This is one of my first songs I ever wrote, written back when I was 14. It's about a time when I went to a school dance and the girl I went with pretty much ignored me the whole time so I was pretty bummed. They said, write what you know, don't they. Come I was I was 14.
I tried to copy a little bit the style of Dave Matthews Band, particularly the song, "Jimi Thing."
I decided to just keep the production sparse and just do an acoustic guitar and a single vocal. Honestly, I'm a little embarrass by this one because it's kind of corny song but I felt like sharing something the represented my early songwriting.
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May 16, 2017
This week, I'm sharing a track called "Elephant In The Room" from my upcoming album, which should be out this fall.
Most of the time when I write songs, I start off by playing something on the guitar or piano, then come up with some sort of melody on top of it, then add lyrics. This song is a little different, in that I had the melody in my head and come up with lyrics before I even picked up a guitar. Then, I kind of figured out what the chords were gonna be after the fact. I think because of this, the melody is a little stronger than some of my other songs.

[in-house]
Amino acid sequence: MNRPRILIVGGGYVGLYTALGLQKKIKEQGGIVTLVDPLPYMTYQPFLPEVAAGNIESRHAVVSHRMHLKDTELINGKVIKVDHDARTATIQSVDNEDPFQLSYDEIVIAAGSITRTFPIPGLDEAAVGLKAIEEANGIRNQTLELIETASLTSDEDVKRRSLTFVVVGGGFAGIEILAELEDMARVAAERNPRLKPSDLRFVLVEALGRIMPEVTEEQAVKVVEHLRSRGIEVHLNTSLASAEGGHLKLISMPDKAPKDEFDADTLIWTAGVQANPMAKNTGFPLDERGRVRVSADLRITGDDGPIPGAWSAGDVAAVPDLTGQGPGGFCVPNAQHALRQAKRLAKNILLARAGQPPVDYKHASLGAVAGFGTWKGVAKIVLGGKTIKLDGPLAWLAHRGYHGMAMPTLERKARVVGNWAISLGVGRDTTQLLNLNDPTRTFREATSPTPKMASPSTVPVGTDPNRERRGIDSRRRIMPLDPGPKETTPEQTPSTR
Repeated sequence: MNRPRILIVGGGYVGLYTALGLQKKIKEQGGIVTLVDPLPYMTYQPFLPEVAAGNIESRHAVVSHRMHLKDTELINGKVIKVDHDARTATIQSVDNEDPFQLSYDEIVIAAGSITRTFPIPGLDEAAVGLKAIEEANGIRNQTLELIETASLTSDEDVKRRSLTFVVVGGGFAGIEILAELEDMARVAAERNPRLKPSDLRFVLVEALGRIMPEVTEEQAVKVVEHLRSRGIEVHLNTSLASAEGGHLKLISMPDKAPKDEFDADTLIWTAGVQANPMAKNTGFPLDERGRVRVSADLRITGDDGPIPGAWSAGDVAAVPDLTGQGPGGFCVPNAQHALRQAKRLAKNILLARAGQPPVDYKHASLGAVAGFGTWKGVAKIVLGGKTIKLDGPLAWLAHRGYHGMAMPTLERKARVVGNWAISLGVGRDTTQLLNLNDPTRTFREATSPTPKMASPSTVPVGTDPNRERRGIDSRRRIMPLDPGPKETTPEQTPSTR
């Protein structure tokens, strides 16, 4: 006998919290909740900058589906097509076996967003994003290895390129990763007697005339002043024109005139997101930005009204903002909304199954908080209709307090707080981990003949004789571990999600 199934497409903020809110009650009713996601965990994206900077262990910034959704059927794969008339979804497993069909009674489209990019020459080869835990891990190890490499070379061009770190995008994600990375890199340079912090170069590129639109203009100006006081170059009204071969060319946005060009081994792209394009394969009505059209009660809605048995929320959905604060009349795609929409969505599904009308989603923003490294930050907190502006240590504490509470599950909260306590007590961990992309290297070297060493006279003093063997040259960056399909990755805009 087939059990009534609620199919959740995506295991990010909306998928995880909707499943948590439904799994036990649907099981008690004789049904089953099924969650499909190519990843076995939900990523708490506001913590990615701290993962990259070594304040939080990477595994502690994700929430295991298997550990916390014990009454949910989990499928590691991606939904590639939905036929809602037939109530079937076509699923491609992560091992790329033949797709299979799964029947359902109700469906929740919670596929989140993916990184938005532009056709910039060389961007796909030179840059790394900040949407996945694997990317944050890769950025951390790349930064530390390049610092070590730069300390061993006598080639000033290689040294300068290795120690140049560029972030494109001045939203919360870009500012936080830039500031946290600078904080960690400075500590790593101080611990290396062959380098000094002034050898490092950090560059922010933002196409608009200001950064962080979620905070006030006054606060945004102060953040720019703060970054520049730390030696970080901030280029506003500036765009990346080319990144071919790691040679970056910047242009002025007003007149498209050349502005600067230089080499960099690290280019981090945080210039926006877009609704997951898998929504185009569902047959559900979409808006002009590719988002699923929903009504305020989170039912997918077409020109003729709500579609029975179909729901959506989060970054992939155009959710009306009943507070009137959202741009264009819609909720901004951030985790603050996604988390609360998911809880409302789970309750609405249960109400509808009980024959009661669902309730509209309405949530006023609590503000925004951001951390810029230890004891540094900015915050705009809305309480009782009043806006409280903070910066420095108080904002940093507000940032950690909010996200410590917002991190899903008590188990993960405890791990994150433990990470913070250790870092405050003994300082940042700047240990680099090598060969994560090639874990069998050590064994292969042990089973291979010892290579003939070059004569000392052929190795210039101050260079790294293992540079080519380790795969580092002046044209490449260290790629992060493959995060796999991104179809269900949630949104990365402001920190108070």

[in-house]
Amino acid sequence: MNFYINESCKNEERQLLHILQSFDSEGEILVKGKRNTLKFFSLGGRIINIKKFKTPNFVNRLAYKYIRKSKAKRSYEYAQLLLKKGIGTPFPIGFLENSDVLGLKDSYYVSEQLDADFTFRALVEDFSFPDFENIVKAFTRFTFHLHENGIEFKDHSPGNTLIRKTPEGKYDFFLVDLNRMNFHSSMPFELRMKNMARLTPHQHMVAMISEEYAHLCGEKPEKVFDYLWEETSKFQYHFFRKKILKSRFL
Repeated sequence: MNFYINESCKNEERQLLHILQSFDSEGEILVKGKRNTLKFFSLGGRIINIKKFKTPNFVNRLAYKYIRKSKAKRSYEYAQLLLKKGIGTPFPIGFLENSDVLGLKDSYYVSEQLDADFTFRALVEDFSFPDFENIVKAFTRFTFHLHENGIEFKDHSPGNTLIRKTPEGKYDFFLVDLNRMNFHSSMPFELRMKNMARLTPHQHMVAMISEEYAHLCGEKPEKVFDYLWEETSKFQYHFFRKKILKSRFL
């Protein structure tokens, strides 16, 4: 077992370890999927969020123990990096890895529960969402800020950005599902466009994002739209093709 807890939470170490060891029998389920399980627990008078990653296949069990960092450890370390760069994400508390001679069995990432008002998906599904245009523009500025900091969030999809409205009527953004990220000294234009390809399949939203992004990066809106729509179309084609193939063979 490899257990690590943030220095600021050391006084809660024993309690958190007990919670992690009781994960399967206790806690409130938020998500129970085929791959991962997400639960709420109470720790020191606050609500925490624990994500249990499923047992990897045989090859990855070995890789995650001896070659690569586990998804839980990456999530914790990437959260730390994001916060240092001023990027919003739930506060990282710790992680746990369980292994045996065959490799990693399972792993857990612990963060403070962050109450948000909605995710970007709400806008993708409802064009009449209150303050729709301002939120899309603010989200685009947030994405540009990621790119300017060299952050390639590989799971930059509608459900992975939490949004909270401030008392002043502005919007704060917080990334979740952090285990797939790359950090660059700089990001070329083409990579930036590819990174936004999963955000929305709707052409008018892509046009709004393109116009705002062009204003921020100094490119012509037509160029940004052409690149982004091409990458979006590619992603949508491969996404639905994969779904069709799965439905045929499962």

I always thought the phrase "elephant in the room" was sort of funny expression. The image I get in my head of an actual elephant is sort of cartoony like dumbo or something and I thought it made an interesting phrase for a song. I think most of us can relate to being in awkward situations where people sort of pretend things are normal when they aren't. I also liked the idea of using other phrases that have both a literal image and metaphorical meaning so I say things like "sitting on my hands" and "holding my tongue" and "getting under my skin" - phrases that we say all the time but don't really think about literally but they all kind of fit with the theme.
As I thought more about the arrangement for the studio recording, the Kelly Clarkson song "Since U Been Gone" came to mind. I specially like the guitar strums and drum machine at the beginning and how big and catchy the chorus is.
That was sort of the idolized type of pop arrangement I had in my head. I quickly realized I don't really have the vocal power to pull it off plus the production was a bit outside my usual territory. As worked on it, it sort of morphed into sounding a bit more like Nada Surf.
With those two influences in mind, I think I was able to come up with something fairly catchy that both fit my vocals and stayed true to my sound.